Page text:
The coming era of practical reform, not 'looming in the distance', but 'nigh at hand', a new series of tracts for the times

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Partridge, Oakey & Company, 1853 - Education
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Page 335 - Promote, then, as an object of primary importance, institutions for the general diffusion of knowledge. In proportion as the structure of a government gives force to public opinion, it is essential that public opinion should be enlightened.
Page 305 - They that go down to the sea in ships, that do business in great waters ; These see the works of the Lord, and his wonders in the deep.
Page 421 - Do not drink wine nor strong drink, thou, nor thy sons with thee, when ye go into the tabernacle of the congregation, lest ye die : it shall be a statute for ever throughout your generations...
Page 379 - For the purpose of public instruction, we hold every man subject to taxation, in proportion to his property, and we look not to the question, whether he, himself, have or have not children to be benefited by the education for which he pays. We regard it as a wise and liberal system of police, by which property, and life, and the peace of society are secured.
Page 334 - I shall detain you no longer in the demonstration of what we should not do, but straight conduct you to a hill-side, where I will point you out the right path of a virtuous and noble education; laborious indeed at the first ascent, but else so smooth, so green, so full of goodly prospect and melodious sounds on every side, that the harp of Orpheus was not more charming.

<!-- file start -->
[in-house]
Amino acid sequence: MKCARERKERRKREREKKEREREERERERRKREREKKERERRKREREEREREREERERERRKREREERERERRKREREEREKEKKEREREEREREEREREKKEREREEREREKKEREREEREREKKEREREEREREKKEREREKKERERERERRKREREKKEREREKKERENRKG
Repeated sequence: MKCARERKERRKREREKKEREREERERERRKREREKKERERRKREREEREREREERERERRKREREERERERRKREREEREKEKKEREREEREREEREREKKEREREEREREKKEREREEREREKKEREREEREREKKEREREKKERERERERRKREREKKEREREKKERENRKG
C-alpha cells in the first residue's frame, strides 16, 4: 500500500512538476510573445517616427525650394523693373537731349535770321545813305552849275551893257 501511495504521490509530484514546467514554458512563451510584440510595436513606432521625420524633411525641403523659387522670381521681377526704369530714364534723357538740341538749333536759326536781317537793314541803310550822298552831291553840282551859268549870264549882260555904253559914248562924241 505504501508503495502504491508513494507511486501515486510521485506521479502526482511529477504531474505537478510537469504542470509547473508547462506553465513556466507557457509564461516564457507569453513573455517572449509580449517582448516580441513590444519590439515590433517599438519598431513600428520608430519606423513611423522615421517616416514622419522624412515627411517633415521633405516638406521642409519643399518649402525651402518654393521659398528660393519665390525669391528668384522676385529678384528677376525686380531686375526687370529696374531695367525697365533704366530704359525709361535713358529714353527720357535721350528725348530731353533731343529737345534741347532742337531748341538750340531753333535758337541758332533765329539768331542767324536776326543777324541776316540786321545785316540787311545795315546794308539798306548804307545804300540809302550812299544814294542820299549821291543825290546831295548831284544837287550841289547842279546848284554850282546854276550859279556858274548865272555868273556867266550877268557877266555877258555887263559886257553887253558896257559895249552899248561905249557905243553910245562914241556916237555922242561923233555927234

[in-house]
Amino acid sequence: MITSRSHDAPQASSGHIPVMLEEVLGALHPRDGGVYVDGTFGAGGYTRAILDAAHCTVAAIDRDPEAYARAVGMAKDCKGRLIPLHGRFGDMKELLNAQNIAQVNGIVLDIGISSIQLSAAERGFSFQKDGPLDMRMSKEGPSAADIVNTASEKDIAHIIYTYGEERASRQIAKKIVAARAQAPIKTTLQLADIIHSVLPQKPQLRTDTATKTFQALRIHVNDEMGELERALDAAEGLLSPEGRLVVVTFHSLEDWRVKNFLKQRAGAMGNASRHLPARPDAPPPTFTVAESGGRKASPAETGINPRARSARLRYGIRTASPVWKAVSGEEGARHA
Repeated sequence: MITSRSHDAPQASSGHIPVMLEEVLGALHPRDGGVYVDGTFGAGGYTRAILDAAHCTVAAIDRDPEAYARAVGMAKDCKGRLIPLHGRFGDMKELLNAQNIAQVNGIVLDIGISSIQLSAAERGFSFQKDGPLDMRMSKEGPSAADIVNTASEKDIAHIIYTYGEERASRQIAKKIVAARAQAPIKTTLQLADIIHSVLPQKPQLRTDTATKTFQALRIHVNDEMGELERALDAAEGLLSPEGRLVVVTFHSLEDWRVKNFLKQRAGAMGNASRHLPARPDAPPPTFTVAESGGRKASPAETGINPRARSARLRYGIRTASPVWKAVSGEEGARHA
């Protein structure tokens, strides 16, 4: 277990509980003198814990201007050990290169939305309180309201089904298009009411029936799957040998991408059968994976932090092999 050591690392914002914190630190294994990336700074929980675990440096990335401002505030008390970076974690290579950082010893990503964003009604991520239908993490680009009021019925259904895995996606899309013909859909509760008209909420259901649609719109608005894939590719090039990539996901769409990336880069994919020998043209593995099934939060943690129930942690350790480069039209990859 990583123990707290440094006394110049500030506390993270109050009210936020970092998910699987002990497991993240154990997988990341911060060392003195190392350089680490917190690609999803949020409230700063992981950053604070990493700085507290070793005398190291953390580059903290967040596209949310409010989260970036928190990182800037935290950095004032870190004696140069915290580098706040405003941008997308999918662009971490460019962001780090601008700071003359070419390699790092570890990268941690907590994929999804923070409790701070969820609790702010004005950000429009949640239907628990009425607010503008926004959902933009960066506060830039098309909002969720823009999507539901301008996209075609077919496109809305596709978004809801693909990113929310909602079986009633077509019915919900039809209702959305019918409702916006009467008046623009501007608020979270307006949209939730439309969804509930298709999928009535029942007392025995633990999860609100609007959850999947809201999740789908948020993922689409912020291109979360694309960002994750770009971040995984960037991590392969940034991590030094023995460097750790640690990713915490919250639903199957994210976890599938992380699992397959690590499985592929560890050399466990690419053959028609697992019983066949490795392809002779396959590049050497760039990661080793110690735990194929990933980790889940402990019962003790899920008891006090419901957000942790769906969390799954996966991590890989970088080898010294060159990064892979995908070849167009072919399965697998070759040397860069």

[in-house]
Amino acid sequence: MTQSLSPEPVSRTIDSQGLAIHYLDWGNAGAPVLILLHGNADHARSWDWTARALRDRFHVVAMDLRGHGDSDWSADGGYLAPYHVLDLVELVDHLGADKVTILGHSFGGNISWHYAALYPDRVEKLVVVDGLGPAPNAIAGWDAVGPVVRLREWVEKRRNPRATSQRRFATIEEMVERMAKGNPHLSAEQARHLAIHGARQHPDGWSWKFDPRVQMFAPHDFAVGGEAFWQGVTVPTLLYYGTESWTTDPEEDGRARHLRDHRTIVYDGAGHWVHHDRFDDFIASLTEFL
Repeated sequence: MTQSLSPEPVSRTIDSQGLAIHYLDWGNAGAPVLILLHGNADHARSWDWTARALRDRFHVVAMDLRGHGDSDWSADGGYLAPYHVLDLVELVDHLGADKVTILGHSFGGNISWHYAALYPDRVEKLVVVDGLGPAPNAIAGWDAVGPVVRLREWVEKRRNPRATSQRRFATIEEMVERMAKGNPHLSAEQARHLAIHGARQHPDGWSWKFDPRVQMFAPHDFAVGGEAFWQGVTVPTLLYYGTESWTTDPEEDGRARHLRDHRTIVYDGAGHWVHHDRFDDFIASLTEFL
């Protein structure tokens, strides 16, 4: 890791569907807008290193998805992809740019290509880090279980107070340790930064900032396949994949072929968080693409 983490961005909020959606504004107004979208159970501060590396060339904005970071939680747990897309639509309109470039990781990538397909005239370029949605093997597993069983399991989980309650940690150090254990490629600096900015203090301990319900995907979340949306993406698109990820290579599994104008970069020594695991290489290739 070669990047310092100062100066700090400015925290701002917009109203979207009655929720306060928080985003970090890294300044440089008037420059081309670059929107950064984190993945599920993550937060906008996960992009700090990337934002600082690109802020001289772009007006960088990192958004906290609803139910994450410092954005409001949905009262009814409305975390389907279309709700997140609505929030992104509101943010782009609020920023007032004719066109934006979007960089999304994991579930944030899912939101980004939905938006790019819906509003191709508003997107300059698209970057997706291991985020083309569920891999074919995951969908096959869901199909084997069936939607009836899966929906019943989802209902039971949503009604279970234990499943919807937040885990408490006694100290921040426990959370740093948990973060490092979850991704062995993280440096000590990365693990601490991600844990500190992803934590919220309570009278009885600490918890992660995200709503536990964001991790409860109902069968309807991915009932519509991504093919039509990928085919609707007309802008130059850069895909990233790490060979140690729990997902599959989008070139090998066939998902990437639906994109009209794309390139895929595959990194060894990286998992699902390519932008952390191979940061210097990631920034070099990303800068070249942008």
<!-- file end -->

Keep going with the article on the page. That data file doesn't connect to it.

Page 380 - We do not, indeed, expect all men to be philosophers or statesmen ; but we confidently trust, and our expectation of the duration of our system of government rests on that trust, that by the diffusion of general knowledge and good and virtuous sentiments, the political fabric may be secure, as well against open violence and overthrow, as against the slow but sure undermining of licentiousness.
Page 339 - I consider the system of our Common Schools as the palladium of our freedom, for no reasonable apprehension can be entertained of its subversion, as long as the great body of the people are enlightened by education.
Page 395 - ... as her noblest wealth And best protection, this imperial Realm, While she exacts allegiance, shall admit An obligation, on her part, to teach Them who are born to serve her and obey ; Binding herself by statute to secure For all the children whom her soil maintains . The rudiments of letters, and inform The mind with moral and religious truth, Both understood and practised...
Page 380 - We rejoice that every man in this community may call all property his own, so far as he has occasion for it to furnish for himself and his children the blessings of religious instruction, and the elements of knowledge. This celestial and this earthly light he is entitled to by the fundamental laws. It is every poor man's undoubted birthright — it is the great blessing which this constitution has secured to him — it is his solace in life— and it may well be his consolation in death, that his...
Page 395 - This sacred right is fruitlessly announced, This universal plea in vain addressed, To eyes and ears of Parents who themselves Did, in the time of their necessity, Urge it in vain ; and, therefore, like a prayer That from the humblest floor ascends to heaven, It mounts to reach the State's parental ear ; Who, if indeed she own a Mother's heart, And be not most unfeelingly devoid Of gratitude to Providence, will grant The unquestionable good...

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